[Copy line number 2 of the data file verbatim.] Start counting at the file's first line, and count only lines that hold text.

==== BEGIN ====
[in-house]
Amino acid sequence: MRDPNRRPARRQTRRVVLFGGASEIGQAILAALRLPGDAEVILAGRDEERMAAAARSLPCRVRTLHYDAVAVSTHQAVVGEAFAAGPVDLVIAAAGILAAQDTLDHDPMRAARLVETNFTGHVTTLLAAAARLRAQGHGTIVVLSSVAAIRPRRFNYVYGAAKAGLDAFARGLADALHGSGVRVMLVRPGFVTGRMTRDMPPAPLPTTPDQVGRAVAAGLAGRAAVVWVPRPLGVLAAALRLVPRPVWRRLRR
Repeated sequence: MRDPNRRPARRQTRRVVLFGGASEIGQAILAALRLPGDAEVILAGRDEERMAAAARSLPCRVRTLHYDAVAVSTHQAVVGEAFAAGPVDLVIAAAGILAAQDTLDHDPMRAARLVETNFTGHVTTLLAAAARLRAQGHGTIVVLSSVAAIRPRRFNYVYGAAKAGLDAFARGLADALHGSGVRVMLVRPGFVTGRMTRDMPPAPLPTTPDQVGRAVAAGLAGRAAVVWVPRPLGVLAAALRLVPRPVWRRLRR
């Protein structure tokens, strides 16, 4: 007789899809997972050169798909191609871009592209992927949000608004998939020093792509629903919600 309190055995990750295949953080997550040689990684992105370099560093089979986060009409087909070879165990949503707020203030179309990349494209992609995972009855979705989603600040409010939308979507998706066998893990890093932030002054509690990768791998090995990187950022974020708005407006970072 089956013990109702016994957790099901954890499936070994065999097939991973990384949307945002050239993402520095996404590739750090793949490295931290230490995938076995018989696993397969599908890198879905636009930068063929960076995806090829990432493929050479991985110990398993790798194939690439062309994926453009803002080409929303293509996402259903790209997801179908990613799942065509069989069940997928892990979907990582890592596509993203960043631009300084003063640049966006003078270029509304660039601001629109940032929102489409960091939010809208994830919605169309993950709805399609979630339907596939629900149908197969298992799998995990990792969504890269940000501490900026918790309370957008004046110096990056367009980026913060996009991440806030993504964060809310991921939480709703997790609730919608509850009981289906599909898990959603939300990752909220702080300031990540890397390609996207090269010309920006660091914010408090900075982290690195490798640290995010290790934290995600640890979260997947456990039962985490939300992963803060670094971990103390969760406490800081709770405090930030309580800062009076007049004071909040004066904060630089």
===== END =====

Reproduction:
Amino acid sequence: MRDPNRRPARRQTRRVVLFGGASEIGQAILAALRLPGDAEVILAGRDEERMAAAARSLPCRVRTLHYDAVAVSTHQAVVGEAFAAGPVDLVIAAAGILAAQDTLDHDPMRAARLVETNFTGHVTTLLAAAARLRAQGHGTIVVLSSVAAIRPRRFNYVYGAAKAGLDAFARGLADALHGSGVRVMLVRPGFVTGRMTRDMPPAPLPTTPDQVGRAVAAGLAGRAAVVWVPRPLGVLAAALRLVPRPVWRRLRR